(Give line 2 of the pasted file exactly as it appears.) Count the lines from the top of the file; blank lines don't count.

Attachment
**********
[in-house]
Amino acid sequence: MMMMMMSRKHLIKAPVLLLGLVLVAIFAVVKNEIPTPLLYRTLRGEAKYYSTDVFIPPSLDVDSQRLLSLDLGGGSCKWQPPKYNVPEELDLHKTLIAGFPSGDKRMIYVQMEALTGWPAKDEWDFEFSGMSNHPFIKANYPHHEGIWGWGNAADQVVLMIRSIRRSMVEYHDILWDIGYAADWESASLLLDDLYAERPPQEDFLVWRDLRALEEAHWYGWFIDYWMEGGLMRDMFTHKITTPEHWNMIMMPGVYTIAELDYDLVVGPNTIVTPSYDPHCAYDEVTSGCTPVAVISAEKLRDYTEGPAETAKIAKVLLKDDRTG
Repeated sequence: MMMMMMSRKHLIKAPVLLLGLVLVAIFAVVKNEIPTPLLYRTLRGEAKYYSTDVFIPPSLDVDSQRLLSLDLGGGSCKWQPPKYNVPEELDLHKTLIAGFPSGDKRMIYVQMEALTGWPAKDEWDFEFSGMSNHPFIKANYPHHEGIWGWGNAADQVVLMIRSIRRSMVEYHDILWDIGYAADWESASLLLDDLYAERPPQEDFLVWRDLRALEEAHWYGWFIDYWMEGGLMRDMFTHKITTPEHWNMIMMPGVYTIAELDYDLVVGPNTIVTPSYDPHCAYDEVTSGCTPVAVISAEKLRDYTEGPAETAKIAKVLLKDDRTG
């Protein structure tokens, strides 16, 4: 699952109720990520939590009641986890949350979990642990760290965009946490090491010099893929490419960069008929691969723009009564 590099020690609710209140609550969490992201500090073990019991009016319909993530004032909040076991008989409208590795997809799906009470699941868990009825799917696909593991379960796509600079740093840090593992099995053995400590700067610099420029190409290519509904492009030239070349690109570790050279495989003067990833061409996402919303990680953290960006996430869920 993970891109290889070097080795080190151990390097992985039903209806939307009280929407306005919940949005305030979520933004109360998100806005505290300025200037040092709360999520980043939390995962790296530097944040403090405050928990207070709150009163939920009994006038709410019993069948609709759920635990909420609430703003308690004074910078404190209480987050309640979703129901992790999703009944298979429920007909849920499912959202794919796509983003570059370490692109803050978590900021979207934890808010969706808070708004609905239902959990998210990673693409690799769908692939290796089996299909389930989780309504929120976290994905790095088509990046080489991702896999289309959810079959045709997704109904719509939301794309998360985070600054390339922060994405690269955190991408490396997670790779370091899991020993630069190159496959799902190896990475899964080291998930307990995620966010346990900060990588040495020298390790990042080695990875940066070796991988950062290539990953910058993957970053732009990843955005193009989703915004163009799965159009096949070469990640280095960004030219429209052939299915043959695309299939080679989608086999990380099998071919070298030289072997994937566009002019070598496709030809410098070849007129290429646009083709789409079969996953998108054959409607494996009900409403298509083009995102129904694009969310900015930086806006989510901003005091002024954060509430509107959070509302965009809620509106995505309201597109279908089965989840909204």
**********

Amino acid sequence: MMMMMMSRKHLIKAPVLLLGLVLVAIFAVVKNEIPTPLLYRTLRGEAKYYSTDVFIPPSLDVDSQRLLSLDLGGGSCKWQPPKYNVPEELDLHKTLIAGFPSGDKRMIYVQMEALTGWPAKDEWDFEFSGMSNHPFIKANYPHHEGIWGWGNAADQVVLMIRSIRRSMVEYHDILWDIGYAADWESASLLLDDLYAERPPQEDFLVWRDLRALEEAHWYGWFIDYWMEGGLMRDMFTHKITTPEHWNMIMMPGVYTIAELDYDLVVGPNTIVTPSYDPHCAYDEVTSGCTPVAVISAEKLRDYTEGPAETAKIAKVLLKDDRTG